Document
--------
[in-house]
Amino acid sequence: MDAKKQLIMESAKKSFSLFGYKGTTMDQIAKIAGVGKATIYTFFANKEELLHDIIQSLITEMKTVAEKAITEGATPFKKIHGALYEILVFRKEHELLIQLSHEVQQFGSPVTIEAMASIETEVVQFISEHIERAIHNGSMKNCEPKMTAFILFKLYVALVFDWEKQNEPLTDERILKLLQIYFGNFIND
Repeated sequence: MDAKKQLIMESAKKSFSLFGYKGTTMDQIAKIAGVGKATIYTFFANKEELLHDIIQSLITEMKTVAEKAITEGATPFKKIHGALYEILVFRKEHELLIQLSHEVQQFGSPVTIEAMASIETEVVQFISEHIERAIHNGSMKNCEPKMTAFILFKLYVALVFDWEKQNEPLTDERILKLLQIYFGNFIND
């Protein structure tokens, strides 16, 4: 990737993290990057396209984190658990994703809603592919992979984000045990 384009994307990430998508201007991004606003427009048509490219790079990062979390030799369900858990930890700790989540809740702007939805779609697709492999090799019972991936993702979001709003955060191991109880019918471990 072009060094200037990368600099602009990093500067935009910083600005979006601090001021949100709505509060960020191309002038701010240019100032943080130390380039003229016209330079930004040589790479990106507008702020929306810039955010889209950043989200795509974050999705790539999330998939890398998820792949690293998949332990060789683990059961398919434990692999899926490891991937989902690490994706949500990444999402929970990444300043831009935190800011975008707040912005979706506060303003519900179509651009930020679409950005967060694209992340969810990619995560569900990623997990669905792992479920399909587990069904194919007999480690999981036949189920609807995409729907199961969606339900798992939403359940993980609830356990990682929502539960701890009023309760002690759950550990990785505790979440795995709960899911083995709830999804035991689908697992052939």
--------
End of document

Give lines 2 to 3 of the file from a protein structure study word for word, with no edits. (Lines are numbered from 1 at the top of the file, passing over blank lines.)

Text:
Amino acid sequence: MDAKKQLIMESAKKSFSLFGYKGTTMDQIAKIAGVGKATIYTFFANKEELLHDIIQSLITEMKTVAEKAITEGATPFKKIHGALYEILVFRKEHELLIQLSHEVQQFGSPVTIEAMASIETEVVQFISEHIERAIHNGSMKNCEPKMTAFILFKLYVALVFDWEKQNEPLTDERILKLLQIYFGNFIND
Repeated sequence: MDAKKQLIMESAKKSFSLFGYKGTTMDQIAKIAGVGKATIYTFFANKEELLHDIIQSLITEMKTVAEKAITEGATPFKKIHGALYEILVFRKEHELLIQLSHEVQQFGSPVTIEAMASIETEVVQFISEHIERAIHNGSMKNCEPKMTAFILFKLYVALVFDWEKQNEPLTDERILKLLQIYFGNFIND